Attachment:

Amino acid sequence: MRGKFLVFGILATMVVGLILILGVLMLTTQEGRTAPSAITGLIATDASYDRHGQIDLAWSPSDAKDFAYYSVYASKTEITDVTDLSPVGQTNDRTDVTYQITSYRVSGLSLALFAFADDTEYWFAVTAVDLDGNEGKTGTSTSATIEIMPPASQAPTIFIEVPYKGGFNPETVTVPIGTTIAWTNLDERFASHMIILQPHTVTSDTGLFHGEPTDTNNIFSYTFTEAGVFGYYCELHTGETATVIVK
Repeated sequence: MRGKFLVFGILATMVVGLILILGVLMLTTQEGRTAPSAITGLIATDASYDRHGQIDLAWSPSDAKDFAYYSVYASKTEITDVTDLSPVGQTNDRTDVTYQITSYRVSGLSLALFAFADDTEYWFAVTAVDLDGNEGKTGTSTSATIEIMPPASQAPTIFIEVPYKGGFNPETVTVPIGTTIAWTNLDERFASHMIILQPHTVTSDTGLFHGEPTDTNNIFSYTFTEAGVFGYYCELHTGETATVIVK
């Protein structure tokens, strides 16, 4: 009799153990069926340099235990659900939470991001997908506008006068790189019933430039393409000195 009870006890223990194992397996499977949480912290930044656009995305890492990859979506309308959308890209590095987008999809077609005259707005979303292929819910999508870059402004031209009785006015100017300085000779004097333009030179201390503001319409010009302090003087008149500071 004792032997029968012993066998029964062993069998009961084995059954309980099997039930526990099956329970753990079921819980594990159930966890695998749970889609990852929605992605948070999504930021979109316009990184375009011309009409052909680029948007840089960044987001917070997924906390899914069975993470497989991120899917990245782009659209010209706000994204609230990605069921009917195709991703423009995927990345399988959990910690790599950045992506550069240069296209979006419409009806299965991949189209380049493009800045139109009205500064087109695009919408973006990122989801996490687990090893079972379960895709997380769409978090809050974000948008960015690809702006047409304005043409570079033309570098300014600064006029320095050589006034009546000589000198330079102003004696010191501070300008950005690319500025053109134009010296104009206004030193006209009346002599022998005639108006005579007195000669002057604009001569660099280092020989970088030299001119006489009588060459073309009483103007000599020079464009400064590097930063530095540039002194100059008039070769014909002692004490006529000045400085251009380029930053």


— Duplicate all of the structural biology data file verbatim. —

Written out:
Amino acid sequence: MRGKFLVFGILATMVVGLILILGVLMLTTQEGRTAPSAITGLIATDASYDRHGQIDLAWSPSDAKDFAYYSVYASKTEITDVTDLSPVGQTNDRTDVTYQITSYRVSGLSLALFAFADDTEYWFAVTAVDLDGNEGKTGTSTSATIEIMPPASQAPTIFIEVPYKGGFNPETVTVPIGTTIAWTNLDERFASHMIILQPHTVTSDTGLFHGEPTDTNNIFSYTFTEAGVFGYYCELHTGETATVIVK
Repeated sequence: MRGKFLVFGILATMVVGLILILGVLMLTTQEGRTAPSAITGLIATDASYDRHGQIDLAWSPSDAKDFAYYSVYASKTEITDVTDLSPVGQTNDRTDVTYQITSYRVSGLSLALFAFADDTEYWFAVTAVDLDGNEGKTGTSTSATIEIMPPASQAPTIFIEVPYKGGFNPETVTVPIGTTIAWTNLDERFASHMIILQPHTVTSDTGLFHGEPTDTNNIFSYTFTEAGVFGYYCELHTGETATVIVK
């Protein structure tokens, strides 16, 4: 009799153990069926340099235990659900939470991001997908506008006068790189019933430039393409000195 009870006890223990194992397996499977949480912290930044656009995305890492990859979506309308959308890209590095987008999809077609005259707005979303292929819910999508870059402004031209009785006015100017300085000779004097333009030179201390503001319409010009302090003087008149500071 004792032997029968012993066998029964062993069998009961084995059954309980099997039930526990099956329970753990079921819980594990159930966890695998749970889609990852929605992605948070999504930021979109316009990184375009011309009409052909680029948007840089960044987001917070997924906390899914069975993470497989991120899917990245782009659209010209706000994204609230990605069921009917195709991703423009995927990345399988959990910690790599950045992506550069240069296209979006419409009806299965991949189209380049493009800045139109009205500064087109695009919408973006990122989801996490687990090893079972379960895709997380769409978090809050974000948008960015690809702006047409304005043409570079033309570098300014600064006029320095050589006034009546000589000198330079102003004696010191501070300008950005690319500025053109134009010296104009206004030193006209009346002599022998005639108006005579007195000669002057604009001569660099280092020989970088030299001119006489009588060459073309009483103007000599020079464009400064590097930063530095540039002194100059008039070769014909002692004490006529000045400085251009380029930053």